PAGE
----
Although legally sound, targeting the ISPs would require
political will. With countless new ISPs going online
every year, it would require a substantial federal
bureaucracy to keep them in formed of which sites
to block, and then make sure they did it. Currently,
the government does not have the apparatus to closely
monitor the oceans of Internet data. Establishing
a cyber-censorship bureau would likely provoke vigorous
protests on civil liberties grounds. If such an effort
was mounted, it would make e-gambling much less accessible.
The more secretive e-casinos might be safe, but as
soon as they advertise for customers they would be
Another way to choke off betting under Kyl would be
to go after not the ISPs, but the banks and transaction
houses that process credit cards. By one estimate,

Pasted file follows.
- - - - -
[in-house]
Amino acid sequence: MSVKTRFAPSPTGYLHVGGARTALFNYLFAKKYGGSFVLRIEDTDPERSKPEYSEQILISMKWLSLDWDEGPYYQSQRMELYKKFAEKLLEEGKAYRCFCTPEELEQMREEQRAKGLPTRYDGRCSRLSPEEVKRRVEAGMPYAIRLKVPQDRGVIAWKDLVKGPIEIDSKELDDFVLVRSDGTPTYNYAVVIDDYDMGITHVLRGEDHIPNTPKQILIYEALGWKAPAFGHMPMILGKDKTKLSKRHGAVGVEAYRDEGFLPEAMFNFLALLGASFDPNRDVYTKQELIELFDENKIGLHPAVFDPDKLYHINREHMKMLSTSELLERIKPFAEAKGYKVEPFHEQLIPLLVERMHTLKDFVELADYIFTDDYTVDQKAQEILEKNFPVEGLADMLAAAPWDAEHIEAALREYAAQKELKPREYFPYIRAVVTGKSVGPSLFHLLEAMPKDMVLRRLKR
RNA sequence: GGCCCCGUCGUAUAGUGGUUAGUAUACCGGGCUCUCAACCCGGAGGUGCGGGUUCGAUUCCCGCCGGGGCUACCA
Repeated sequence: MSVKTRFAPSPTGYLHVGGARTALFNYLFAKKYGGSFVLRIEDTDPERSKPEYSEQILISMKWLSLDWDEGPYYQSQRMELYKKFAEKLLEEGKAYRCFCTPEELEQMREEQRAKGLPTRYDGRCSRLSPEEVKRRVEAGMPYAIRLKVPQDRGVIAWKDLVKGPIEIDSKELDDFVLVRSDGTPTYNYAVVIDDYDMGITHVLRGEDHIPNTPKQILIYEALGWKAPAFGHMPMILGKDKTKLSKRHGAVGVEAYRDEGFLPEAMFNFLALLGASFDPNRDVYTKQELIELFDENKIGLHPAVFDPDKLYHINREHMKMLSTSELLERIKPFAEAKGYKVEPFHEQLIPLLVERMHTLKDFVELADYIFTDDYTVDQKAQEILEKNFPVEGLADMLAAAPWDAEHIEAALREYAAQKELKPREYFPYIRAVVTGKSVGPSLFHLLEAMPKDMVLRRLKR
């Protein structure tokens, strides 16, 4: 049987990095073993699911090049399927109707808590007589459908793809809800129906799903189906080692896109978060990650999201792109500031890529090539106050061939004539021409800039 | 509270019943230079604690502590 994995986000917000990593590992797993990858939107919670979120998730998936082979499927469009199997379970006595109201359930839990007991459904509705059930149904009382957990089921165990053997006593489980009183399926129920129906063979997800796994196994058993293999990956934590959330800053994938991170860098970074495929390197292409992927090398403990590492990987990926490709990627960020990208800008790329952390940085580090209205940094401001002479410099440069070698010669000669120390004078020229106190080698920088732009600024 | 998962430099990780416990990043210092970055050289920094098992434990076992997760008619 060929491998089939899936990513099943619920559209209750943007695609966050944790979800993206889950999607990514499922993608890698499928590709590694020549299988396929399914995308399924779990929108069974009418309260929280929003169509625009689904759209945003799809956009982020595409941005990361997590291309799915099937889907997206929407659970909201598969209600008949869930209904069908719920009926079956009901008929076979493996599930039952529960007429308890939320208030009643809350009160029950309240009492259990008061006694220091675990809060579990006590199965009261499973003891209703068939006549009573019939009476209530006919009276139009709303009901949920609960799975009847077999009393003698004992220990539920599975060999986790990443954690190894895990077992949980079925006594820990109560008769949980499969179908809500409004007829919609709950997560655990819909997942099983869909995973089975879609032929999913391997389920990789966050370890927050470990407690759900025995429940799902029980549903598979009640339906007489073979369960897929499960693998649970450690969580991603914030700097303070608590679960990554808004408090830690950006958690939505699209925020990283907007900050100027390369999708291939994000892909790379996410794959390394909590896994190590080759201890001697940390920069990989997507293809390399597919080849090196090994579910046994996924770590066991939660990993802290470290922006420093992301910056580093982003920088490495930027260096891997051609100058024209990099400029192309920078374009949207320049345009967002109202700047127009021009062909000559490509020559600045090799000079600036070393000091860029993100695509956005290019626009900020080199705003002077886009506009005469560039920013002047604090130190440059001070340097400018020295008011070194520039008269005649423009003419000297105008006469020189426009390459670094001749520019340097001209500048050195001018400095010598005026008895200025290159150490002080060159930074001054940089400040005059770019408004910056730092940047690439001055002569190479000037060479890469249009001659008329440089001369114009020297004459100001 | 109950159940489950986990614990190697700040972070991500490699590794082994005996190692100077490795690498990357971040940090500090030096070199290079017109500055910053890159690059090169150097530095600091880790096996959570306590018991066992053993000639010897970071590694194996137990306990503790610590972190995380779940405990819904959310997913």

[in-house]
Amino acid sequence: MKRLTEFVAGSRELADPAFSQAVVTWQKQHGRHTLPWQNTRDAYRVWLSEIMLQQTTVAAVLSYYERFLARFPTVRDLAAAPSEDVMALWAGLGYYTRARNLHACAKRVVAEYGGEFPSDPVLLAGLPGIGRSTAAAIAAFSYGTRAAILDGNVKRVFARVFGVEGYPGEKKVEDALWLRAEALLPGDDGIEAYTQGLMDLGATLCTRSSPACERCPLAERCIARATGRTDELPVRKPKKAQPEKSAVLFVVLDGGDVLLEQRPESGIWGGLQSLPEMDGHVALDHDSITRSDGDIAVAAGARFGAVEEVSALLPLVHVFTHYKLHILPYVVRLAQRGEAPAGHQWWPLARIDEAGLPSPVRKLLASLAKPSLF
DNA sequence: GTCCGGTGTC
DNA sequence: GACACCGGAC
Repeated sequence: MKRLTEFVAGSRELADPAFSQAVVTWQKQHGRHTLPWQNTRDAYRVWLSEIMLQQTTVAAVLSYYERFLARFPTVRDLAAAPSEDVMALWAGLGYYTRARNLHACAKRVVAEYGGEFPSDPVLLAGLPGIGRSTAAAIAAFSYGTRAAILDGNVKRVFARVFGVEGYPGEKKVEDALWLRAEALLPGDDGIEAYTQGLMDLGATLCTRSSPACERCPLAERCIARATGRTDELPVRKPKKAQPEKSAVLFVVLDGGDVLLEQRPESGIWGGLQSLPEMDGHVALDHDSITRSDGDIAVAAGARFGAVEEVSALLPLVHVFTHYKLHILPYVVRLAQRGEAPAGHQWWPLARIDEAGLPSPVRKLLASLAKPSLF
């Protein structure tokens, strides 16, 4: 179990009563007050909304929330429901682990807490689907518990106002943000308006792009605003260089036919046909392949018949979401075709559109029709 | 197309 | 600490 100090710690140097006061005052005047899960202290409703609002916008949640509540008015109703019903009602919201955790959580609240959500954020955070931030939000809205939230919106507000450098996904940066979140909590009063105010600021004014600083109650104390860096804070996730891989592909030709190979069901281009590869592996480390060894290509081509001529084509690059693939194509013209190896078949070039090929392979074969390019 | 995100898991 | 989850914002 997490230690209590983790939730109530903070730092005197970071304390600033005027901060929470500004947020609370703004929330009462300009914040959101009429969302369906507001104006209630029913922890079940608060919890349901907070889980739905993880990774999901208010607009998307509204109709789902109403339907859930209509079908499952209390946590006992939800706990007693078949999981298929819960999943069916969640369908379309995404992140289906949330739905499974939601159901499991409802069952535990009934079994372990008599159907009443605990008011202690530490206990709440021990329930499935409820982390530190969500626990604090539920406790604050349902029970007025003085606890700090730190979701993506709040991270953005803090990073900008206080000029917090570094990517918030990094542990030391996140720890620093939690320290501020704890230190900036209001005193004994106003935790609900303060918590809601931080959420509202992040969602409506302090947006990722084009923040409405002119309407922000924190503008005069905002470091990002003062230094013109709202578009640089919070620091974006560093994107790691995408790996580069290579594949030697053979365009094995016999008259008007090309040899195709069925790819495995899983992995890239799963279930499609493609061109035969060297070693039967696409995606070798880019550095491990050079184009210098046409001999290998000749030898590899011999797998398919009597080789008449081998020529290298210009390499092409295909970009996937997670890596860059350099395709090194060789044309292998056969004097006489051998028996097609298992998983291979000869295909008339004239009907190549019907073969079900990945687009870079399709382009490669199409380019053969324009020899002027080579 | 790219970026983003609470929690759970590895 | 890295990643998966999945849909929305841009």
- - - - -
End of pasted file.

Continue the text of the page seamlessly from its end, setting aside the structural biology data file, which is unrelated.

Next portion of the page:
ninety percent of Internet bets are on plastic. It
is guesstimated that cutting them off would dissuade
half the US market. There are far fewer charge account
processors than ISPs, and many are American, making
them vulnerable. This approach also avoids the civil
liberties concerns about blocking access to websites.
that is required is a short document that summarizes
all the determinations you've made for the tournament.
You can email the document to the group to announce
the tournament, and ,,on can save the format to fill
in for future tournaments. Most importantly, you must
print it out and have it on hand at the event. Table
14.1 shows how I would document the sample tournament
we developed in this chapter.